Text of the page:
Iraq wants Russians to replace Exxon at West Qurna-report


* Iraqi overture to be made to LUKOIL, Gazprom Neft - NefteCompass

* LUKOIL says no plans to take over at West Qurna-1 * Putin supports Russia push for Iraqi oil

MOSCOW, Oct 11 (Reuters) - Iraq is considering replacingExxonMobil with Russian companies at the supergiant WestQurna-1 oilfield, after the U.S. major angered Baghdad byventuring into Kurdistan, according to a media report citingindustry sources.

The northern Kurdish region has riled Baghdad by signingdeals with foreign oil majors, such as Exxon, Totaland Chevron , contracts the central government rejects asillegal.

Nefte Compass, a weekly energy newsletter about the FSU andEastern Europe, said on Thursday that Iraq is weighing whetherto replace Exxon with Russia's LUKOIL and Gazprom Neft

- both already involved in the country.

It said that the proposal was due to be raised at a meetingthis week between Iraqi Prime Minister Nouri al-Maliki andRussian President Vladimir Putin.

The meeting took place on Wednesday, but no such offers - ifthey were made - have been made public.

A spokesman for Russia's second-largest crude producerLUKOIL, which operates West Qurna-2, said the company is notplanning to increase its exposure in Iraq by acquiring a stakein West Qurna-1, reiterating the company's official line that itis satisfied with its portfolio in Iraq.

Gazprom Neft, the oil arm of the world's top natural gasproducer Gazprom , declined to comment.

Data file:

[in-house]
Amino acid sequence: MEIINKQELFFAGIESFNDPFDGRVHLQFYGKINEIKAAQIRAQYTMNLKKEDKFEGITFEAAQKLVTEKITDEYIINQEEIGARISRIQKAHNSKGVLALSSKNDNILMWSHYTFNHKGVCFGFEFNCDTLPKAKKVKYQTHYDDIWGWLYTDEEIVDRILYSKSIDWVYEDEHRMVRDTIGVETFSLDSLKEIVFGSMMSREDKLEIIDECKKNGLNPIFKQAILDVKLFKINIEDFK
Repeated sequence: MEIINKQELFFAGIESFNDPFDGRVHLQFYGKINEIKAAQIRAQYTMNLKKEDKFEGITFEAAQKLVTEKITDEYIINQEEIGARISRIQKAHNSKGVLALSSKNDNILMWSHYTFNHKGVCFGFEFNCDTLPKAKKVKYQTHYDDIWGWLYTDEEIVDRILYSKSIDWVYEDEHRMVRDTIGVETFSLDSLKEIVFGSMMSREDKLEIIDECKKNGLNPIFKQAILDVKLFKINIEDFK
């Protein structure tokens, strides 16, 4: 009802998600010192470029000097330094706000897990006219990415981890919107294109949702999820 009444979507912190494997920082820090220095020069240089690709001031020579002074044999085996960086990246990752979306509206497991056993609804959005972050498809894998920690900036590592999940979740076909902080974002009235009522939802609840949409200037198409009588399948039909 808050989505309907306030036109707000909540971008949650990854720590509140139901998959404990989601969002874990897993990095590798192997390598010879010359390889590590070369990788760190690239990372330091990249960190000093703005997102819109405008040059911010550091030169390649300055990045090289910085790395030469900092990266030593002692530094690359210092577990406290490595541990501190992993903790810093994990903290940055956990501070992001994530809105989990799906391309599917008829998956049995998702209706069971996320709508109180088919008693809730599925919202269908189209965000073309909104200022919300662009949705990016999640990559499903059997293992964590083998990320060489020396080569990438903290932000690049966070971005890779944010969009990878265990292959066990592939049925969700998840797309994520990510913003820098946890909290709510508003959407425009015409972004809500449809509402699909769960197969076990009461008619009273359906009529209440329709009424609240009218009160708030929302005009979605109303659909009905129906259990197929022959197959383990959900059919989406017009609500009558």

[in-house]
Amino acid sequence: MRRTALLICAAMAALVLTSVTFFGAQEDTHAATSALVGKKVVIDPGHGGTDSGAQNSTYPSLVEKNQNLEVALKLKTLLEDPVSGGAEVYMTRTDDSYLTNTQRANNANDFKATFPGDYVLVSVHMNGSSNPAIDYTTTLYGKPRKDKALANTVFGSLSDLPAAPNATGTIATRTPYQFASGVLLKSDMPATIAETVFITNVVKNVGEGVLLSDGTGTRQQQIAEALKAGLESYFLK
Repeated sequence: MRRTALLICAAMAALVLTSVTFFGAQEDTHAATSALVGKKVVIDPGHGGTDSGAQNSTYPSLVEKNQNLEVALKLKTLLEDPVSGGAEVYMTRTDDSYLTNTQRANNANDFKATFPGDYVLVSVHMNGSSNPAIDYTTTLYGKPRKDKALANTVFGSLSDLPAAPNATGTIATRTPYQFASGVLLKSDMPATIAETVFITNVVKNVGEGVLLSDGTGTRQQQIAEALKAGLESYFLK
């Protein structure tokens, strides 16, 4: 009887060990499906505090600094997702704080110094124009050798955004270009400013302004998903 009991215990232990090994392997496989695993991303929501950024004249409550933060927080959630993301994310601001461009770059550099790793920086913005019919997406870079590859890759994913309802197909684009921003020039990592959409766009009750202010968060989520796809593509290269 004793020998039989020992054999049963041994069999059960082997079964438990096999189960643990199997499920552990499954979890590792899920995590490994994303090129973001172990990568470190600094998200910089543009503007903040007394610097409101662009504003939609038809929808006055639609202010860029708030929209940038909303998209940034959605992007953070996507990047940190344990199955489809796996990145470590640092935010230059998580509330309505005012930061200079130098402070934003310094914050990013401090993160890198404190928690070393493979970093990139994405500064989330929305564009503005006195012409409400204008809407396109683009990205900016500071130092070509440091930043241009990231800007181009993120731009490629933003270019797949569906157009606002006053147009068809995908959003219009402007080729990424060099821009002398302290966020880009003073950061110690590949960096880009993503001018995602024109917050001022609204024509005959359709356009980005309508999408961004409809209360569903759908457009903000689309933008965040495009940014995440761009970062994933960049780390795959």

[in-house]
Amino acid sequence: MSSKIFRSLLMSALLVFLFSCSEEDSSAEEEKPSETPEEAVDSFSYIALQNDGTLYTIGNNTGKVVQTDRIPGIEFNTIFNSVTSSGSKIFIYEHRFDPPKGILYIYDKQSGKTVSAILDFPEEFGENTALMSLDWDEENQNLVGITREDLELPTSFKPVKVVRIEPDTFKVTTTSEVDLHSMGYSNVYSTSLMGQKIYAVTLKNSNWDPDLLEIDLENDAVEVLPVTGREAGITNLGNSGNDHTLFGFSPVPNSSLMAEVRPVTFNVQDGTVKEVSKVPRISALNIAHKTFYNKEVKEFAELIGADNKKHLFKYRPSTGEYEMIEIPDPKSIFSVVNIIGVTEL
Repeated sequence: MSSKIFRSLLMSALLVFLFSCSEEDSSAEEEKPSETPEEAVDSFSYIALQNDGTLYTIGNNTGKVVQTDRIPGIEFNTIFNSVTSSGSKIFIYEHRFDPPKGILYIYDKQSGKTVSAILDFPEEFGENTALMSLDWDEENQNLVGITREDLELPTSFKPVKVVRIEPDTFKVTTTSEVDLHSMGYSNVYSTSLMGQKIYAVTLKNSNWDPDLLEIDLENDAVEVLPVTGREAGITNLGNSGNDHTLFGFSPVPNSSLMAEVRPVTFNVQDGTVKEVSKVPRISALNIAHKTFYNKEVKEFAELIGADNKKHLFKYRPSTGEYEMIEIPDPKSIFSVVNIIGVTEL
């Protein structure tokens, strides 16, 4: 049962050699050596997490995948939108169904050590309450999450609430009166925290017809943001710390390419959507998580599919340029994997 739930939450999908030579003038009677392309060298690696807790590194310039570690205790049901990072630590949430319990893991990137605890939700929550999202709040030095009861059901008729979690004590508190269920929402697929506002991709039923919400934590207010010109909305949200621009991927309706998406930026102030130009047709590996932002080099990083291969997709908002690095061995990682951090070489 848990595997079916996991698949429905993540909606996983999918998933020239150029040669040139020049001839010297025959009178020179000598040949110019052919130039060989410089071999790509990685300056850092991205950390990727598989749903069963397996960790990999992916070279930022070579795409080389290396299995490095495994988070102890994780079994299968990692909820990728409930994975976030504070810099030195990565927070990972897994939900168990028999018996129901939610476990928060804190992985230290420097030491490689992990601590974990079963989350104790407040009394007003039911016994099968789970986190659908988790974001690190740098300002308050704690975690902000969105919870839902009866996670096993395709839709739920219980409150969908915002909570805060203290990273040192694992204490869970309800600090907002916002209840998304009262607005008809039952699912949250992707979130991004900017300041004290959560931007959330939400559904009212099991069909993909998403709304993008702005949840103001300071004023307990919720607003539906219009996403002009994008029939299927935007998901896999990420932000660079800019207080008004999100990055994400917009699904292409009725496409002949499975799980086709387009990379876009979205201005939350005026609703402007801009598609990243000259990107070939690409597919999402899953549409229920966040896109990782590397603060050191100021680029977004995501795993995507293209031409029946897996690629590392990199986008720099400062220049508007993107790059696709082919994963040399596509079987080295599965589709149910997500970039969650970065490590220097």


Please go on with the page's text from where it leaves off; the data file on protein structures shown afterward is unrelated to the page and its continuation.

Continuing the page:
Sources have told Reuters that Russia's top oil companyRosneft , may team up with Exxon in Iraq after the twohave struck a landmark agreement to jointly tap Arctichydrocarbon riches and oil and gas in North America.

Rosneft also declined to comment on the possibility ofentering Iraq.

On Wednesday, Putin, a vocal opponent of the U.S.-ledinvasion of Iraq in 2003, called for Russia to strengthen itspresence in the OPEC oil producer state at the meeting withal-Maliki.

Sources also said Gazprom Neft has no plans to freeze itsprojects in Kurdistan, it pledged to develop in August, refutingmedia reports. The company already has a project in Iraq, nearthe Iranian border, where it expects to produce about 15,000barrels per day from 2013.

(Reporting by Vladimir Soldatkin; additional reporting byOlesya Astakhova, editing by William Hardy)

((vladimir.soldatkin@thomsonreuters.com)(+7 495 775 1242)(Reuters Messaging:vladimir.soldatkin.thomsonreuters.com@reuters.net))